Citing fundraising obstacles, Hoboken’s Wefer won’t run for gov after all


Just over two weeks after declaring a Republican run for governor, Hoboken Housing Authority Chairwoman Dana Wefer has already opted out of the race, citing fundraising obstacles. Dana Wefer

By John Heinis/Hudson County View

“As you know, I officially announced my intention to run for governor 2 weeks ago. Last week, I was supposed to start fundraising. Unfortunately, after much contemplation, I just can’t bring myself to ask people for money for this race,” Wefer wrote in a Saturday email obtained by Hudson County View.

“The likelihood of success is too small and even getting on the ballot is questionable at this point. The loftiness of launching a gubernatorial race on just a few months notice with no money has collided with reality, which requires a change in tactics.”

Wefer, who unsuccessfully ran on Hoboken Mayor Dawn Zimmer’s council ticket in 2015, goes on to write that the only collaborative grassroots options available are through a continuing political committee or a coordinating slate – which would include a gubernatorial candidate.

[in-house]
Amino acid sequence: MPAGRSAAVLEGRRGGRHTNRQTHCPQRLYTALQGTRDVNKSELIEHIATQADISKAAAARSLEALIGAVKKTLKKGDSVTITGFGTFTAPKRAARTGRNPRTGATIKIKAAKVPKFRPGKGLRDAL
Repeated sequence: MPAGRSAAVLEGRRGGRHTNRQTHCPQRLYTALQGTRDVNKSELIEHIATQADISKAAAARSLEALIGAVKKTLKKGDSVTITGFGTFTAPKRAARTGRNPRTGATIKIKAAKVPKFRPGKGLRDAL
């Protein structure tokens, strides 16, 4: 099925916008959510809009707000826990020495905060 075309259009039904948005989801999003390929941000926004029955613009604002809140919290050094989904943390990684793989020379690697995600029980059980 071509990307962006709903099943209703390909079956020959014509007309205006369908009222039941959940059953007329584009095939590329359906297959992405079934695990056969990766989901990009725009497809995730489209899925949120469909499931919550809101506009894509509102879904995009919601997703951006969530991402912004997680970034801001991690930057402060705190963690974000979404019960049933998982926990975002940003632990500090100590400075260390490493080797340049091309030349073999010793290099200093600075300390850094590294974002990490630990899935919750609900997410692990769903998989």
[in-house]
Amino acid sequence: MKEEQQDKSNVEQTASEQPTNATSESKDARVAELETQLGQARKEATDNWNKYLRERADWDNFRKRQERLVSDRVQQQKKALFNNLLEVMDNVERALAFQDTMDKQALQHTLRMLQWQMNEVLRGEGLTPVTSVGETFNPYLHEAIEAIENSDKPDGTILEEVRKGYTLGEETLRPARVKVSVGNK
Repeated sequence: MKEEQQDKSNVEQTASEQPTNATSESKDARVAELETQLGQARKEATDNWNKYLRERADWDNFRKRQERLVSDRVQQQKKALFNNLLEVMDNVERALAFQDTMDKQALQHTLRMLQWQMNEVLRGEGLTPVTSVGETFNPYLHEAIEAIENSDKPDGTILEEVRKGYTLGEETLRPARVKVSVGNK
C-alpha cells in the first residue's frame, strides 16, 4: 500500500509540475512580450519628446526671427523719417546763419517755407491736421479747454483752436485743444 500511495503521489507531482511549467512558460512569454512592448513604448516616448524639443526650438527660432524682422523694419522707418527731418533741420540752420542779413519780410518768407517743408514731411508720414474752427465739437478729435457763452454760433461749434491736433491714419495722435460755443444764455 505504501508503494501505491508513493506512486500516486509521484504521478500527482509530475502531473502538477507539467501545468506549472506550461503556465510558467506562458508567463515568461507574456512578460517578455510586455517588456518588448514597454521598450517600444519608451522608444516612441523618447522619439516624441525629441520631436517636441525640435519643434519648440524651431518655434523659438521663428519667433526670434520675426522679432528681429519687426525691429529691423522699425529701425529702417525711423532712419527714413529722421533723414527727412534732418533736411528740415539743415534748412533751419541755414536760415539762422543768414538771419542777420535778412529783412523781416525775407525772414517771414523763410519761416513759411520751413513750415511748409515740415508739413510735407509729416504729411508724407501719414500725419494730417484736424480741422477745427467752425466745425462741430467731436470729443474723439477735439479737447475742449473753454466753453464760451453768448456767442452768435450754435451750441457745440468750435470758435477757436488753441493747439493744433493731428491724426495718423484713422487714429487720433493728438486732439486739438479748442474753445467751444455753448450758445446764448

An attorney by trade, she explains that since candidates are prohibited from establishing or participating in a CPC, it makes more sense to raise funds for the New Jersey Awakens organization – which she founded – and their respective candidates for office in the June 6 primary.

A lifelong Democrat, Wefer stated last month that she would run for governor as a Republican since the “the Democrats and the Republicans together have rigged the political system against the People through gerrymandering and special interest money.

In a post on the New Jersey Awakens website explaining her candidacy in detail, she said that “the New Jersey Democratic Party is too corrupt” to give regular candidates a chance, pointing to the fact that frontrunner Phil Murphy has already dumped $10 million into the race.

Wefer also wrote that she was running as a Republican to help people understand that nationwide, elections are typically decided in the general election, not the primary election.

Her short-lived candidacy raised the eyebrows of many Mile Square City politicos, given her criticisms of Murphy and his close relationship with Zimmer. Despite this fact, Wefer maintained that her relationship with the mayor had not changed.

Wefer did not return calls seeking further comment.

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